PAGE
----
GAO: Army should monitor PTSD prescriptions more carefully (Stars and Stripes)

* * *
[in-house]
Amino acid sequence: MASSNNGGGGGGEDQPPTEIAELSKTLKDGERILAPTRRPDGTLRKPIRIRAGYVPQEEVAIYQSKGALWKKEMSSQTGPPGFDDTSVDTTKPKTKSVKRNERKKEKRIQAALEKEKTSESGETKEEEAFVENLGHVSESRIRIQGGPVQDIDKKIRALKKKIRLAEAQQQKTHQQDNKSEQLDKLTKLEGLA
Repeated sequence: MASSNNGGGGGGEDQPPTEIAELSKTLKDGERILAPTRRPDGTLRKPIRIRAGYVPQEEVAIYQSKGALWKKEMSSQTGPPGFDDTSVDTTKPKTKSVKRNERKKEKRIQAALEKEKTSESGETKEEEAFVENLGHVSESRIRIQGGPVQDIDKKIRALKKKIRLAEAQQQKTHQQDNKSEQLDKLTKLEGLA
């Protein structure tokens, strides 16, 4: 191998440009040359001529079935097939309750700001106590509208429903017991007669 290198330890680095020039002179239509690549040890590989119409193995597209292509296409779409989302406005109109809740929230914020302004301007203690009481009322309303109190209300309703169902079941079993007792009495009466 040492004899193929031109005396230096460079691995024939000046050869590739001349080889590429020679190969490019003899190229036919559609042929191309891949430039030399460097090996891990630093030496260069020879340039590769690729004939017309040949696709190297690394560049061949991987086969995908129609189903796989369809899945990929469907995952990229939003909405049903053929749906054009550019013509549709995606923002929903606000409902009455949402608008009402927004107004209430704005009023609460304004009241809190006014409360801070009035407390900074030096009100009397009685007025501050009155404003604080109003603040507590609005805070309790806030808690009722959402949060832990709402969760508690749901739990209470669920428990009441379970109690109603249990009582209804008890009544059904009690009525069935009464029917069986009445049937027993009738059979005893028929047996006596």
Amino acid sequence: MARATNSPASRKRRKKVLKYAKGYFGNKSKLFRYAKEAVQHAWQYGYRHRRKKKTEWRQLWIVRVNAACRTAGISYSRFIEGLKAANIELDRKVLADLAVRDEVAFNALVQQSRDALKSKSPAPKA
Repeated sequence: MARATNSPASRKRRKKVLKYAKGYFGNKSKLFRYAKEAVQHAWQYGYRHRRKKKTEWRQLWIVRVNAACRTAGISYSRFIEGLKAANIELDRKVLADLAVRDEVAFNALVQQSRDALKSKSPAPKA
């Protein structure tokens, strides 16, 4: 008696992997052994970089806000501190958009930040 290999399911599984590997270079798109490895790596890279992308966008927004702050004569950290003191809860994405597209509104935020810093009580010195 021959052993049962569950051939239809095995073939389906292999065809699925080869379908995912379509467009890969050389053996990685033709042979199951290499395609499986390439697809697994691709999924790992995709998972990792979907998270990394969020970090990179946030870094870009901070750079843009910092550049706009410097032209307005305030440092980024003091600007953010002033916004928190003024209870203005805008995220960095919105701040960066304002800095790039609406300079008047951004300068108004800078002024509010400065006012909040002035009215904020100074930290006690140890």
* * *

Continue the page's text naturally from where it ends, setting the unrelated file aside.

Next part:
The Army needs to do a better job of monitoring prescriptions to treat post-traumatic stress disorder to ensure soldiers are receiving the proper medications, a government report says. The Government Accountability Office advises that the Defense Department, along with the Army, should more closely track and review prescriptions for PTSD, in line with recommended treatment guidelines it shares with the Department of Veterans’ Affairs. Without ongoing monitoring, “the Army may be unable to identify and address prescribing practices that are inconsistent with the guideline and do not have clinical justification,” GAO Health Care Director Debra Draper wrote in the report, which was published Tuesday. Draper’s recommendation comes from a GAO audit of how the Defense and Veterans Affairs departments prescribed drugs for PTSD and mild brain injury. The investigation was based on a provision in the fiscal 2015 National Defense Authorization Act, which directed the GAO to assess continuation of care, particularly for servicemembers with PTSD or mild brain injuries who were making the transition to VA health care. The VA and Defense departments have developed joint guidelines for treating PTSD and mild brain injury, which discourage the use of benzodiazepines — a class of sedatives — and antipsychotic drugs. Both classes of these drugs were once widely prescribed for PTSD, but studies have found that the potential for serious side effects outweighs their effectiveness. The GAO report found that the VA closely tracks prescriptions for PTSD, especially for benzodiazepines and antipsychotics, and is actively working to reduce the numbers of prescriptions for both classes of drugs. At one VA medical clinic, for example, an electronic medical record reminder is activated when a prescription for certain antispsychotics is written for a veteran with PTSD who does not have a diagnosis of severe mental illness. The provider must justify why the medication is needed. The clinic decreased the percentage of veterans with PTSD who had been prescribed antipsychotics by almost half, from 21.8 percent in 2013 to 11.5 percent in 2015. The Army, where the largest number of troops has served in Iraq and Afghanistan, stopped requiring military hospitals to review their prescribing practices for atypical antipsychotics when that policy requirement expired in 2014. But providers and pharmacists interviewed at one Army medical facility said they were continuing these reviews because they identified “higher-than-expected prescription rates” for the medications, the report said. DOD and VA officials say they plan to issue an updated version of the mild brain injury guideline by no later than early 2016. As of November, the Food and Drug Administration had not approved a medication to treat mild brain injury. Both agencies are working toward stocking the same medications to treat mental and sleep disorders and pain, as directed by recent legislation.